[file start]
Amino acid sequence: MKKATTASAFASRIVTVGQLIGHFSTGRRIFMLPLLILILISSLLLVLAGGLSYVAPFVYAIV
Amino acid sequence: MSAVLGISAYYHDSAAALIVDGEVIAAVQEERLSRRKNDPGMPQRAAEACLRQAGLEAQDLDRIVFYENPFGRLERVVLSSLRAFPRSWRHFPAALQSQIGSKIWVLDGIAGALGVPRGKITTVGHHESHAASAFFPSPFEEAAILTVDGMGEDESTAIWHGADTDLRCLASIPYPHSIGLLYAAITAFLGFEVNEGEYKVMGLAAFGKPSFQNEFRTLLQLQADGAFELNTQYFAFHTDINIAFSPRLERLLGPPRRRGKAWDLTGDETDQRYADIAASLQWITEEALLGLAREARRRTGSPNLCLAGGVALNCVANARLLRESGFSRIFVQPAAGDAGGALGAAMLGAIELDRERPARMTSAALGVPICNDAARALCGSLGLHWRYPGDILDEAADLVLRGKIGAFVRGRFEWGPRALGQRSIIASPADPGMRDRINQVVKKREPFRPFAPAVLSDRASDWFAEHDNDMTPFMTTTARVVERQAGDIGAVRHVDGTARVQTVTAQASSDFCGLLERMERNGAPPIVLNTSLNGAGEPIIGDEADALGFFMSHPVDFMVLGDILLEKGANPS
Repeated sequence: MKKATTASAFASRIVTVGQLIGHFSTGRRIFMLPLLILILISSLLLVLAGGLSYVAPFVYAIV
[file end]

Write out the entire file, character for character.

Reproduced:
Amino acid sequence: MKKATTASAFASRIVTVGQLIGHFSTGRRIFMLPLLILILISSLLLVLAGGLSYVAPFVYAIV
Amino acid sequence: MSAVLGISAYYHDSAAALIVDGEVIAAVQEERLSRRKNDPGMPQRAAEACLRQAGLEAQDLDRIVFYENPFGRLERVVLSSLRAFPRSWRHFPAALQSQIGSKIWVLDGIAGALGVPRGKITTVGHHESHAASAFFPSPFEEAAILTVDGMGEDESTAIWHGADTDLRCLASIPYPHSIGLLYAAITAFLGFEVNEGEYKVMGLAAFGKPSFQNEFRTLLQLQADGAFELNTQYFAFHTDINIAFSPRLERLLGPPRRRGKAWDLTGDETDQRYADIAASLQWITEEALLGLAREARRRTGSPNLCLAGGVALNCVANARLLRESGFSRIFVQPAAGDAGGALGAAMLGAIELDRERPARMTSAALGVPICNDAARALCGSLGLHWRYPGDILDEAADLVLRGKIGAFVRGRFEWGPRALGQRSIIASPADPGMRDRINQVVKKREPFRPFAPAVLSDRASDWFAEHDNDMTPFMTTTARVVERQAGDIGAVRHVDGTARVQTVTAQASSDFCGLLERMERNGAPPIVLNTSLNGAGEPIIGDEADALGFFMSHPVDFMVLGDILLEKGANPS
Repeated sequence: MKKATTASAFASRIVTVGQLIGHFSTGRRIFMLPLLILILISSLLLVLAGGLSYVAPFVYAIV